Recommendations get mixed reaction

by Anna Weggel

The major recommended changes to the University announced Wednesday have generated mixed feelings on campus and at the Legislature.

A task force, which has been working on its recommendations for eight months, came up with ideas that include restructuring General College and the College of Human Ecology, among other changes.

University President Bob Bruininks will present his recommendations to the Board of Regents in May, and the board will hold a public forum to discuss the proposals May 16. The board will make its final decision in June.

Rep. Phyllis Kahn, DFL-Minneapolis, said the University’s goal of becoming one of the top three research universities in the world doesn’t make much sense.

“I think we should stop the silly rhetoric Ö and we should actually concentrate on saying we want to be an outstanding university,” she said.

Although Kahn would like to hear from more people about the direction of General College, she said, she is a little concerned.

“General College is the only easier-access place that’s right in the center of Minneapolis and St. Paul,” she said.

Kahn said she doesn’t think there is much extra space in surrounding community colleges for underprepared students.

“You’re not talking about people who just can go spend room and board and live away from home,” she said.

Kahn said she supports the proposed Regents Honors College.

“I do think it’s a good idea to make extra efforts to attract outstanding students,” she said.

But she doesn’t understand why it has to be done at the expense of General College, Kahn said.

Rep. Bud Nornes, R-Fergus Falls, said he supports the recommendations, as he believes they are a step toward improving the University.

“The same old isn’t always the best,” he said.

Nornes said he realizes the University can’t be everything to everybody.

“But I think in the long run, it’s not going to hurt students,” he said. “They will not be negatively impacted by this change.”

Nornes said there are many other choices for underprepared students who want to come to the University.

“It just means (underprepared students) may have to

be at a different sight and, with improvements in their academic standing, eventually come back to the University,” he said.

At this point, the plan is just a recommendation that needs to be run by many people before coming into action, Nornes said.

‘A positive thing’

Minnesota Student Association President Tom Zearley said the recommendations could potentially improve a lot at the University.

Zearley said the changes made to General College are “definitely a positive thing” as long as access for underprepared and minority students remains the same.

Zearley said he believes the proposed setup of the University could still offer support structures for those students.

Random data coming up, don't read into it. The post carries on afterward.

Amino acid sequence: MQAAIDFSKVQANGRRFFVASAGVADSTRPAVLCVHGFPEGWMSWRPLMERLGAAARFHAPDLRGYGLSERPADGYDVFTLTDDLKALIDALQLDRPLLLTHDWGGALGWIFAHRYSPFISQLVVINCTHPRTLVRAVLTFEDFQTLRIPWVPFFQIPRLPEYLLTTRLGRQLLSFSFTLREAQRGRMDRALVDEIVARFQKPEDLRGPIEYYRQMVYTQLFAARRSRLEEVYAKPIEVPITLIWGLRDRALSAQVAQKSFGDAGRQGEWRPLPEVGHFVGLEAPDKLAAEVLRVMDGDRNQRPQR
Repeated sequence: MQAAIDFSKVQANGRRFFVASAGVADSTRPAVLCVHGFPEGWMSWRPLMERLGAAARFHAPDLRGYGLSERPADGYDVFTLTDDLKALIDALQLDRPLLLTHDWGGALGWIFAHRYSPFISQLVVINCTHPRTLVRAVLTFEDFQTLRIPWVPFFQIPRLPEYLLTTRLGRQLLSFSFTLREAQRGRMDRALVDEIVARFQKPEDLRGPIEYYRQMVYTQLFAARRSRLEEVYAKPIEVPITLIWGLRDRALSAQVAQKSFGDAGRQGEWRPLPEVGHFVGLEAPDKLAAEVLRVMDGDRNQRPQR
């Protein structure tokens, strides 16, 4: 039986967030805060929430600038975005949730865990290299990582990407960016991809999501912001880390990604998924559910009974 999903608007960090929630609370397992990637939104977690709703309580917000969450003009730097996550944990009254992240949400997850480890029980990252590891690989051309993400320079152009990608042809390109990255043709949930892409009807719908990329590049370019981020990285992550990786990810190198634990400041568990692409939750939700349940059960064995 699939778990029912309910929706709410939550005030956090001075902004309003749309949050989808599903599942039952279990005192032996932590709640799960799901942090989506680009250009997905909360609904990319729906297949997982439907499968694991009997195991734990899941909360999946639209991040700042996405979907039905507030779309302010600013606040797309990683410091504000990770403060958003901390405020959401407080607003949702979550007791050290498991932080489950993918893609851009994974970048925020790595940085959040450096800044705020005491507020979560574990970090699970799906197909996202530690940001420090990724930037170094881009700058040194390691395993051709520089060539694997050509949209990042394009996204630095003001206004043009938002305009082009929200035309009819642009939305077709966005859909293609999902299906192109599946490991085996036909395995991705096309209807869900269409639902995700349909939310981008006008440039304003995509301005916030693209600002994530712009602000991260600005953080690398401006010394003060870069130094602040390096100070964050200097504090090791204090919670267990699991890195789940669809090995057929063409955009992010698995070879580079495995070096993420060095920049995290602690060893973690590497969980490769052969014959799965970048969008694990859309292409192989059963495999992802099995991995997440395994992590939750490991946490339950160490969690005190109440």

In addition, he said, it would be good for General College students to take classes with other students, instead of being separate from the rest of campus.

“I really see it being a beneficial thing of not segregating these students into one building, into all the same classes together,” he said.

Zearley said it is important for students to tell Bruininks what they think about the recommendations.

“The president needs to know what students think about this stuff, because it affects us greatly,” he said. “It’s a big thing, and this is something that’s going to guide the University for many years in the future.”

Regents Chairman David Metzen said he and the regents have 2 1/2 months to listen to people and Bruininks before making the final decision.

“We don’t even know what’s coming our way yet,” he said.

Metzen said it can be hard to make decisions dealing with University reorganization.

“I think it’ll be difficult,” he said. “The recommendations are talking about some big issues – we affect a lot of people.”

Two colleges two reactions

Robert Poch, General College assistant dean and student services director, said the recommendations are not a final decision.

“Until a decision is made, we will continue to voice our opinions about the college’s value,” he said.

Poch said the college is engaging in conversations about its future.

“We are hoping the president is open to consultation and conversation,” Poch said. “There are no packing boxes around here.”

General College student Felicia Crittenden said it’s hard for students to show they can do well if they’re not given a chance.

“It says to me: If you’re not smart, you’re not welcomed,” she said.

College of Human Ecology Dean Shirley Baugher said she supports the proposed plan and is excited for the future.

The plan says the family social sciences department should combine with the College of

Education and Human Development’s Institute of Child Development.

“It’s important to stay focused on the fact that nothing is merging, we’re creating something new,” Baugher said.

College of Human Ecology junior Jolene Zehm said the proposed changes make sense and that she wonders why the departments haven’t been combined before.

“It may enhance the majors, because we’ll have a chance to interact more with students of other majors,” she said.

– Derrick Biney and Jerret Raffety contributed to this report.